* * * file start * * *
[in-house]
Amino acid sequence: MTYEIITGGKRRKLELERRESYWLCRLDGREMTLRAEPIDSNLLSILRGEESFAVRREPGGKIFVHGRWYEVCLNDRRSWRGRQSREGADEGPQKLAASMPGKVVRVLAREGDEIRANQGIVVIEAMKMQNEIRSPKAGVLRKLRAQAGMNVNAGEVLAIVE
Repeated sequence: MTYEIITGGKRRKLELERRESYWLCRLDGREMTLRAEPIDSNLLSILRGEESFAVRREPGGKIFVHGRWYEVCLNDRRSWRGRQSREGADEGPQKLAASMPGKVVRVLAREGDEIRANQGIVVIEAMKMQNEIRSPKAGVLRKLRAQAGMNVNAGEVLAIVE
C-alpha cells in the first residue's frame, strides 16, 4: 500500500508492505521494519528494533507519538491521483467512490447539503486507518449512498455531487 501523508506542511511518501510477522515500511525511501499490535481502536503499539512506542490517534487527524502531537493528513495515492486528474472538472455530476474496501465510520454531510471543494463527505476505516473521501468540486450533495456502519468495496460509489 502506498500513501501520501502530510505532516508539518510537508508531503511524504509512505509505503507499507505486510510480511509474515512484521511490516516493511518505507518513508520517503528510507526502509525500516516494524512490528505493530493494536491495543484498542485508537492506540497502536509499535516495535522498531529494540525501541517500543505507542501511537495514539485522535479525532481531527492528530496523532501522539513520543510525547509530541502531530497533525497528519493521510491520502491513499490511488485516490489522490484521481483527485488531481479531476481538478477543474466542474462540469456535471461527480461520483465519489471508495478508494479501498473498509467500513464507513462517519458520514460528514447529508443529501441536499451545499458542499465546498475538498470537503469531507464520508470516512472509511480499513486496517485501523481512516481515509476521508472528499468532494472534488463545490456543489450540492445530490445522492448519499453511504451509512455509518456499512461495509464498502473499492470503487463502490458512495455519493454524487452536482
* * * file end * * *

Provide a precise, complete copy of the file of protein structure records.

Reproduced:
[in-house]
Amino acid sequence: MTYEIITGGKRRKLELERRESYWLCRLDGREMTLRAEPIDSNLLSILRGEESFAVRREPGGKIFVHGRWYEVCLNDRRSWRGRQSREGADEGPQKLAASMPGKVVRVLAREGDEIRANQGIVVIEAMKMQNEIRSPKAGVLRKLRAQAGMNVNAGEVLAIVE
Repeated sequence: MTYEIITGGKRRKLELERRESYWLCRLDGREMTLRAEPIDSNLLSILRGEESFAVRREPGGKIFVHGRWYEVCLNDRRSWRGRQSREGADEGPQKLAASMPGKVVRVLAREGDEIRANQGIVVIEAMKMQNEIRSPKAGVLRKLRAQAGMNVNAGEVLAIVE
C-alpha cells in the first residue's frame, strides 16, 4: 500500500508492505521494519528494533507519538491521483467512490447539503486507518449512498455531487 501523508506542511511518501510477522515500511525511501499490535481502536503499539512506542490517534487527524502531537493528513495515492486528474472538472455530476474496501465510520454531510471543494463527505476505516473521501468540486450533495456502519468495496460509489 502506498500513501501520501502530510505532516508539518510537508508531503511524504509512505509505503507499507505486510510480511509474515512484521511490516516493511518505507518513508520517503528510507526502509525500516516494524512490528505493530493494536491495543484498542485508537492506540497502536509499535516495535522498531529494540525501541517500543505507542501511537495514539485522535479525532481531527492528530496523532501522539513520543510525547509530541502531530497533525497528519493521510491520502491513499490511488485516490489522490484521481483527485488531481479531476481538478477543474466542474462540469456535471461527480461520483465519489471508495478508494479501498473498509467500513464507513462517519458520514460528514447529508443529501441536499451545499458542499465546498475538498470537503469531507464520508470516512472509511480499513486496517485501523481512516481515509476521508472528499468532494472534488463545490456543489450540492445530490445522492448519499453511504451509512455509518456499512461495509464498502473499492470503487463502490458512495455519493454524487452536482